Top Tips to Reduce Your Computer’s Energy Use

Information verified correct on December 9th, 2016

Energy Saving Tips for your ComputerRead these top tips for how to reduce your computer’s load on your energy.

For any of your energy needs, a voltmeter can be purchased and placed ‘in between’ your power board and wall. This way, you can measure the cumulative electricity use from all of your electronics, including your computer. Computers are large consumers of energy, though, and so there are many ways to reduce their strain on your home power.

  • Switch device — There are many alternatives to a desktop, these days. There are smartphones, tablets, laptops, and smart TVs even. All of these devices use less energy than a typical desktop. If you need the functionality of a computer, but are energy-conscious, try switching over to a laptop, instead.
  • Specialised powerboard — If you use a typical powerboard, switching it off causes everything connected to go off. This is fine unless you leave your powerboard switched on because one appliance is being used while half a dozen others aren’t. This might occur if you leave your computer on overnight to perform a task, but have a printer, scanner, and other device plugged in but idle. Smart powerboards, on the other hand, can have each powerpoint switched off separately, and independently to the rest.
  • Automatic shutdowns — You can set your computer to shutdown automatically
    at a particular time. This may be handy if you are prone to forgetting about turning your computer off.
  • Power timers — You can easily purchase power timers: they are cheap (around $10) and easy to use. You plug your device, such as a laptop (or phone), charger into the timer, and then plug the timer into the regular powerpoint. You can set the timer to turn off the flow of power at any point, maybe one or two hours after you begin charging. The benefits are two-fold. i) You are not wasting electricity, and ii) the batteries in your devices will last longer because they are not getting charged for 8-9 hours.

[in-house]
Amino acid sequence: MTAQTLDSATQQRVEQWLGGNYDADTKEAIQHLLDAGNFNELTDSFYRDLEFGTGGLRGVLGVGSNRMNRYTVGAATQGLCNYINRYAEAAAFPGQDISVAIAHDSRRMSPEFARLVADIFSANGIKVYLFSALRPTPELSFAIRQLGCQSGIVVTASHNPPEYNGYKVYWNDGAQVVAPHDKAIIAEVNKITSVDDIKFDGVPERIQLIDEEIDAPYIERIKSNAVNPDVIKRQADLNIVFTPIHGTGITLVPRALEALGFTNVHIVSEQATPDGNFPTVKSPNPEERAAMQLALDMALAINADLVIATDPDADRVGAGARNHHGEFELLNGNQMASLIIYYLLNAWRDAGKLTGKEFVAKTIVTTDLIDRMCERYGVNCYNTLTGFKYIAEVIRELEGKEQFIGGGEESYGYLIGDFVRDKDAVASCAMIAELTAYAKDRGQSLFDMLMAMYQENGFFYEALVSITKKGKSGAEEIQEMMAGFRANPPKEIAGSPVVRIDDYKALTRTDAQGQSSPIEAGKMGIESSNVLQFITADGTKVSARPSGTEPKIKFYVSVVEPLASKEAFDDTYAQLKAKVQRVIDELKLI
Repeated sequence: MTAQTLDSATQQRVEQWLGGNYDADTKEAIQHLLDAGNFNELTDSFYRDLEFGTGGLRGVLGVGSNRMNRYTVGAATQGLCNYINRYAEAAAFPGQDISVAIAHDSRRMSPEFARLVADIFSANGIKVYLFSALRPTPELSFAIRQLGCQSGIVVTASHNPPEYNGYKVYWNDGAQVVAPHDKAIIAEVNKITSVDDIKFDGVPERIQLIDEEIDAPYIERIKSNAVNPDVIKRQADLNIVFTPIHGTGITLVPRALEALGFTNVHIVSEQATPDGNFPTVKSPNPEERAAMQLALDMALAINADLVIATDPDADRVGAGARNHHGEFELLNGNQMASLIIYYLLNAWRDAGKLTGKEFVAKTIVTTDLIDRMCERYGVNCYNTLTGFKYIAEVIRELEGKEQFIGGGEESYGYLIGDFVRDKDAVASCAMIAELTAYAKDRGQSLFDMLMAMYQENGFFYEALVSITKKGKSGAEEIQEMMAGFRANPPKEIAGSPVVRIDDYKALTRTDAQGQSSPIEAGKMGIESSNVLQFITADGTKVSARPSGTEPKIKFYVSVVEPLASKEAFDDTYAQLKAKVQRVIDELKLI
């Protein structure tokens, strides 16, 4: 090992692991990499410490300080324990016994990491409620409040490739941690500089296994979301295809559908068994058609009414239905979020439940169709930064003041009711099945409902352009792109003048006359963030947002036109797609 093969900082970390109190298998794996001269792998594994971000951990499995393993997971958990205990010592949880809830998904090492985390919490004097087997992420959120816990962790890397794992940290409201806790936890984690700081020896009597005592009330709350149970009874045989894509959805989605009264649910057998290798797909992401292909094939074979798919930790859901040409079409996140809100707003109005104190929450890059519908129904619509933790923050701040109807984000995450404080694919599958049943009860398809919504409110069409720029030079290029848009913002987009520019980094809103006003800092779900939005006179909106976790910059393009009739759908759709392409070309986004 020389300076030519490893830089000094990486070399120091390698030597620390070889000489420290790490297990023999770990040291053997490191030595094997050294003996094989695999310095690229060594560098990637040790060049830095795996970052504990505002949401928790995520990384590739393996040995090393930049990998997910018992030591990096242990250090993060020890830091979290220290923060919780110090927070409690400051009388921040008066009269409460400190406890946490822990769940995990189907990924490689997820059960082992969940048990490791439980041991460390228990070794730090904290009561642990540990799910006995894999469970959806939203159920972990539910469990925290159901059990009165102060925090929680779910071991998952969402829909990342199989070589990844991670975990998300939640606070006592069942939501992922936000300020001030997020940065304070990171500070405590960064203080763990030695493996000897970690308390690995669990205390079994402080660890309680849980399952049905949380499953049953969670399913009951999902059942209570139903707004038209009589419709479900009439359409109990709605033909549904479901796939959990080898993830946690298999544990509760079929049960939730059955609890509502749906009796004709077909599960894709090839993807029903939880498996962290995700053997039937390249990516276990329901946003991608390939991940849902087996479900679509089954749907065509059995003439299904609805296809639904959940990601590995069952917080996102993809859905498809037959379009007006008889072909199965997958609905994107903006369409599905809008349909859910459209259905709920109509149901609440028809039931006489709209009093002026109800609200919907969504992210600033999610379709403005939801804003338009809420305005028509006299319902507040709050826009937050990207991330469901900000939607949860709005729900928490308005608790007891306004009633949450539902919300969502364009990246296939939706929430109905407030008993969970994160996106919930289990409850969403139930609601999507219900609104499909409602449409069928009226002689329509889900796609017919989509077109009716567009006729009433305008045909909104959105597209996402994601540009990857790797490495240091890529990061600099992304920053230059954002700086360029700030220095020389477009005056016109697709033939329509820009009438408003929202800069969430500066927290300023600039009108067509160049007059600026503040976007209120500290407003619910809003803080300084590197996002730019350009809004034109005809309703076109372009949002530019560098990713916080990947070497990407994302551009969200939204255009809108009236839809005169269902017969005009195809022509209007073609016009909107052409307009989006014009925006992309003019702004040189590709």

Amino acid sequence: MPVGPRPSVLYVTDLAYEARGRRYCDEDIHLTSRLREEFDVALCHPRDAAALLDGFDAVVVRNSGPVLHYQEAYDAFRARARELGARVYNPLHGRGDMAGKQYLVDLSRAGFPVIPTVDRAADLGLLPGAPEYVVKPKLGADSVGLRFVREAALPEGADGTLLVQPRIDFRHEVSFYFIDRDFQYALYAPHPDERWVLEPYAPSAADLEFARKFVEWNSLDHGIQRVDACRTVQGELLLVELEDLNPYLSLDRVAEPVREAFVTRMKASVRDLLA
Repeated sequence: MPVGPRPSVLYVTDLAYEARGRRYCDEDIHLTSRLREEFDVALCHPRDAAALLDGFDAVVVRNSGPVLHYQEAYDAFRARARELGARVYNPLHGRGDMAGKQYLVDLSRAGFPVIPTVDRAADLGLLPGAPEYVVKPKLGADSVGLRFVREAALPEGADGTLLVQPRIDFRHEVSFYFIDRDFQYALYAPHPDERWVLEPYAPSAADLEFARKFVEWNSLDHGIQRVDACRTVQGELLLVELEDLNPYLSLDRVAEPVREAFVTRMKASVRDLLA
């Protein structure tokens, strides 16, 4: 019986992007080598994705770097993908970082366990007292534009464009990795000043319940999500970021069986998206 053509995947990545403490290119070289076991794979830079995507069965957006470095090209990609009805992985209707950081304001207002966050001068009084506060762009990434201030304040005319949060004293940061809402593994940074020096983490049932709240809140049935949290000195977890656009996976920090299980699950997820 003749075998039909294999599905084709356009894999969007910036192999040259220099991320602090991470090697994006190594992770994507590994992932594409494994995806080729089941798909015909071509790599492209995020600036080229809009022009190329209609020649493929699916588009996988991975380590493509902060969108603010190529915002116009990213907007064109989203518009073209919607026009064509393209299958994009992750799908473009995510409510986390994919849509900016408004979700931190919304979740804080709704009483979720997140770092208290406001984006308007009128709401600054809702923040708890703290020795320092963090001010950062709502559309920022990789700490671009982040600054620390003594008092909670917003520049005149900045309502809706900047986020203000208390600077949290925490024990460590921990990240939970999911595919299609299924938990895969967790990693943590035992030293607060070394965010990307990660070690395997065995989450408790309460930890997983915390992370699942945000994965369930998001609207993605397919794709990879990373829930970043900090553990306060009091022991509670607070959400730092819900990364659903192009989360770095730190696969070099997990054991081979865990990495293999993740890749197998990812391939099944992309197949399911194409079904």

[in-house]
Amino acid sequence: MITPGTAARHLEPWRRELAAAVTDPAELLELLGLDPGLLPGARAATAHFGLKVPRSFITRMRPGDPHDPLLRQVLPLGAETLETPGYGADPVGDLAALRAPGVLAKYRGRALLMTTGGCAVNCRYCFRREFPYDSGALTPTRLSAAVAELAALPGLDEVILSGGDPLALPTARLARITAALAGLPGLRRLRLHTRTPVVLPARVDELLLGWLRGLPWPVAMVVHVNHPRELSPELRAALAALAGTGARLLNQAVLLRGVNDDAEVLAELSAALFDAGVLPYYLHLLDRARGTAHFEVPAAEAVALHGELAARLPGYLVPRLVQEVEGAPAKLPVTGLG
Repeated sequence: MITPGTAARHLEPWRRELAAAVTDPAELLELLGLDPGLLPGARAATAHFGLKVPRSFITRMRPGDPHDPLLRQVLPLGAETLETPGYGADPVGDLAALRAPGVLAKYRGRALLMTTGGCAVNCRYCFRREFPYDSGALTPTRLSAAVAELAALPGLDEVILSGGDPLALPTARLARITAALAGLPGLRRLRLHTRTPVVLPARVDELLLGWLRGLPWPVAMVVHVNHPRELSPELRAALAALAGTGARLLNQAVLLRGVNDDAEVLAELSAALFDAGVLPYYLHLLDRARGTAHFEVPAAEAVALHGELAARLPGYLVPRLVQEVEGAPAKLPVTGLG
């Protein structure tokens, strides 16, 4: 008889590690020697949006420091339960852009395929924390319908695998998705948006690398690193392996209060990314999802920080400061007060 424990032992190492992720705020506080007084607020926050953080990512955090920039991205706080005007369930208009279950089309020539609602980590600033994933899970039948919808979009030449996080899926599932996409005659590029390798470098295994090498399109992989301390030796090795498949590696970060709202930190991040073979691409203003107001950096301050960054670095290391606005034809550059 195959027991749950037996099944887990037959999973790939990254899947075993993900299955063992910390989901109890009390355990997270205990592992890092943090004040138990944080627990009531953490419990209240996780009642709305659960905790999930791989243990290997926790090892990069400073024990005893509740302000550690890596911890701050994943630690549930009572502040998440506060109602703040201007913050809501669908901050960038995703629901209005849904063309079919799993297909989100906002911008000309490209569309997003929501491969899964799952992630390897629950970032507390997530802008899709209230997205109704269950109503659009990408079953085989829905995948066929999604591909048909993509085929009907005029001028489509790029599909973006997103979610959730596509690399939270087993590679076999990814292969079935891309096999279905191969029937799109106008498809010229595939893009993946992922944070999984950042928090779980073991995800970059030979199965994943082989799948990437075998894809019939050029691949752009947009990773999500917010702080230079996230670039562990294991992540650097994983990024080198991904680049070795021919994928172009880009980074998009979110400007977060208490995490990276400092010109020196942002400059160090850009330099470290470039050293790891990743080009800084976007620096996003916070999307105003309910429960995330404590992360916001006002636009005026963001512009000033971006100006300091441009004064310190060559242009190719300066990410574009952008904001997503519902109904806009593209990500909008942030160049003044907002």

• Energy settings — Computers often offer various power options for performance, i.e. low power-use, low performance, or high power consumption, high performance. Set your machine to lower settings and see if there is any compromise in functionality.
  • Star rating — Star ratings are an excellent way to find out the efficiency of many appliances, including computers. When purchasing your next machine, keep an out for the characteristic energy stars.
  • Monitor your screen’s brightness — As you may have noticed from your phone’s battery, a lion’s share of energy is used up from illuminating the screen. Try reducing the brightness on your monitor until it is dimmer but still conveniently illuminate.
  • Energy settings — Computers often offer various power options for performance, i.e. low power-use, low performance, or high power consumption, high performance. Set your machine to lower settings and see if there is any compromise in functionality.
  • Switch to a flat panel monitor — Flat panels use less energy than the older CRT ones. If you’re considering purchasing a new computer or switching monitors — take a look at a flat panel.
  • Screen saver — Screen savers don’t save energy. In fact, they could even use up more energy, especially with a new fandangle screensaver such as a digital aquarium or infinite pipe maze. Instead, try switching your monitor to fall asleep quicker.
  • Shut down — Actually turn your computer off when you’re done. You can save your browsing history and documents such that when you reboot they’re ready to go again. If shutting down is impossible, try the hibernation mode.
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And with that, we part ways. We hope you can now keep an ecological eye on your computer's energy habits, spotting beneficial changes that we didn’t even mention — make sure to let us know of any tips you have, in our comments.

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